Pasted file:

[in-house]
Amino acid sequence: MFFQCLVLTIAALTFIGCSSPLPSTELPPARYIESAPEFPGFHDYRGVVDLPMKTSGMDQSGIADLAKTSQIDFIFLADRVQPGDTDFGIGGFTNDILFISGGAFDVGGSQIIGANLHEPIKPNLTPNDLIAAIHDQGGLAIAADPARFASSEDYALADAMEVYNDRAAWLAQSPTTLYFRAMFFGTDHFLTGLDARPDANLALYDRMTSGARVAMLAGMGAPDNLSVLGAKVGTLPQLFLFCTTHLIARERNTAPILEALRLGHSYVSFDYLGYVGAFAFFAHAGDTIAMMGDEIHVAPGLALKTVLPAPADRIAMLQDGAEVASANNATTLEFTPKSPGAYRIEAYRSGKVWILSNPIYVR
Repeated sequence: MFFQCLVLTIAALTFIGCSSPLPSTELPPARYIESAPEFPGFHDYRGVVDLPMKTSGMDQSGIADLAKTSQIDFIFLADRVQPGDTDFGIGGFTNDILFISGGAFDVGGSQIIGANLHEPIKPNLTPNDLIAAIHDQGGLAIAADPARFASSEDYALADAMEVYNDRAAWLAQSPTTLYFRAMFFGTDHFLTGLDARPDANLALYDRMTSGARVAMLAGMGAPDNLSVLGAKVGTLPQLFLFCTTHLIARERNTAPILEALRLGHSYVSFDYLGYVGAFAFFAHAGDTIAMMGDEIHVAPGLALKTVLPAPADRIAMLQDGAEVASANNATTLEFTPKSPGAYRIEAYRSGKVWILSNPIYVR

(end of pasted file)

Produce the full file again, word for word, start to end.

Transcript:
[in-house]
Amino acid sequence: MFFQCLVLTIAALTFIGCSSPLPSTELPPARYIESAPEFPGFHDYRGVVDLPMKTSGMDQSGIADLAKTSQIDFIFLADRVQPGDTDFGIGGFTNDILFISGGAFDVGGSQIIGANLHEPIKPNLTPNDLIAAIHDQGGLAIAADPARFASSEDYALADAMEVYNDRAAWLAQSPTTLYFRAMFFGTDHFLTGLDARPDANLALYDRMTSGARVAMLAGMGAPDNLSVLGAKVGTLPQLFLFCTTHLIARERNTAPILEALRLGHSYVSFDYLGYVGAFAFFAHAGDTIAMMGDEIHVAPGLALKTVLPAPADRIAMLQDGAEVASANNATTLEFTPKSPGAYRIEAYRSGKVWILSNPIYVR
Repeated sequence: MFFQCLVLTIAALTFIGCSSPLPSTELPPARYIESAPEFPGFHDYRGVVDLPMKTSGMDQSGIADLAKTSQIDFIFLADRVQPGDTDFGIGGFTNDILFISGGAFDVGGSQIIGANLHEPIKPNLTPNDLIAAIHDQGGLAIAADPARFASSEDYALADAMEVYNDRAAWLAQSPTTLYFRAMFFGTDHFLTGLDARPDANLALYDRMTSGARVAMLAGMGAPDNLSVLGAKVGTLPQLFLFCTTHLIARERNTAPILEALRLGHSYVSFDYLGYVGAFAFFAHAGDTIAMMGDEIHVAPGLALKTVLPAPADRIAMLQDGAEVASANNATTLEFTPKSPGAYRIEAYRSGKVWILSNPIYVR